Inspired by these challenging drives and public vehicle tests, today’s Mazda Epic Drive media events, allow journalists to experience challenging roads, amazing scenery and unique adventure from behind the wheel of a Mazda. Whether it’s lapping Iceland in an MX-5, savouring the twisting tarmac and volcanic beauty of the mid-Atlantic Azores in a Mazda2 or exploring the wonders of extreme road engineering through the tunnels, bridges and mountain passes in Norway – the modern Mazda epic drive delivers incredible journeys to media, at the same time as highlighting the driver-focused engineering that Mazda is known for.
Like the 2018 crossing of Lake Baikal with CX-5s, the 2020 Mazda CX-30 Epic Drive in Kazakhstan allowed for the perfect demonstration of Mazda’s i-Activ all-wheel drive system. Featuring Mazda’s new-generation Skyactiv-Vehicle Architecture, the CX-30’s evolved generation of i-Activ AWD works in harmony with G-Vectoring Control Plus (GVC Plus) to control torque distribution between the front and rear wheels, to deliver an even more engaging driving experience.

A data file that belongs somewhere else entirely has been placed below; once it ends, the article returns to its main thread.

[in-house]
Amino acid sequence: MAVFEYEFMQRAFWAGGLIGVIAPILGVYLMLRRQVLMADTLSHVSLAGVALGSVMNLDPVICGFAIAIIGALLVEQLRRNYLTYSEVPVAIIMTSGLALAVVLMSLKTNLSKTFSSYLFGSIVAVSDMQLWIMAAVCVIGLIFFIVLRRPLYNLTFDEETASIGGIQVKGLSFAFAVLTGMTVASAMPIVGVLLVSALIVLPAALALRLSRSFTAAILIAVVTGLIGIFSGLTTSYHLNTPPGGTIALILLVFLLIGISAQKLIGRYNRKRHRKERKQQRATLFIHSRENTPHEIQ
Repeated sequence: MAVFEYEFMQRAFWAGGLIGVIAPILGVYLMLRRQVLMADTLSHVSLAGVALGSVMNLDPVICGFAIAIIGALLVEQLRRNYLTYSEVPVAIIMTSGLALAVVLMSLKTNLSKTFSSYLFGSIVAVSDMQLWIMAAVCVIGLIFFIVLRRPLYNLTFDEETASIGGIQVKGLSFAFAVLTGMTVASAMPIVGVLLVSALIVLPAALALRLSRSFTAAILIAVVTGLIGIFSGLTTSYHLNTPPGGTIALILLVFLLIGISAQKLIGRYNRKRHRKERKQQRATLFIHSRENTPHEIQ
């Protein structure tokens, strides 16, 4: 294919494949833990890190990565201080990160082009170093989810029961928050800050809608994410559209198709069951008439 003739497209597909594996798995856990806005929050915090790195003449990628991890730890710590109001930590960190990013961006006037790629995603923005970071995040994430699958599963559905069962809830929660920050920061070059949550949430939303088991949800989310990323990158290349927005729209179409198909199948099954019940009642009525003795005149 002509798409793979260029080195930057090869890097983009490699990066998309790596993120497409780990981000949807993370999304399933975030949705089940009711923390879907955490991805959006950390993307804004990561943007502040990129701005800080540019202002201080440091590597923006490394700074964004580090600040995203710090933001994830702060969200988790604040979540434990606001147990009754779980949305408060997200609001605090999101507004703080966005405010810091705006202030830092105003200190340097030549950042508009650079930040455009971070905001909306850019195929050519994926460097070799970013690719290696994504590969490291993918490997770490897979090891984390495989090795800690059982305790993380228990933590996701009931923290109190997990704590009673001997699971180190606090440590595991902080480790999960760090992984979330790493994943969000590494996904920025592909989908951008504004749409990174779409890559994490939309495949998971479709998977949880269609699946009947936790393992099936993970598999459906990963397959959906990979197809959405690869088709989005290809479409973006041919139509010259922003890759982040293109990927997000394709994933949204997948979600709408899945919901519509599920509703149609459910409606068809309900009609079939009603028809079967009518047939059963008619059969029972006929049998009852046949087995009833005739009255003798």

Thanks to newly developed control system and new technologies to reduce friction, Mazda’s i-Activ AWD system delivers a refined and stable ride in any driving situation while also achieving real-world fuel economy almost on a par with a front-wheel drive vehicle. Mazda’s evolved four-wheel drive system adds ‘four-wheel vertical load’ detection and works in harmony with GVC (G-Vectoring Control) to control torque distribution between the front and rear wheels, enhancing traction and grip regardless of the driving scenario. It also significantly reduces overall mechanical loss and contributes to improved fuel economy.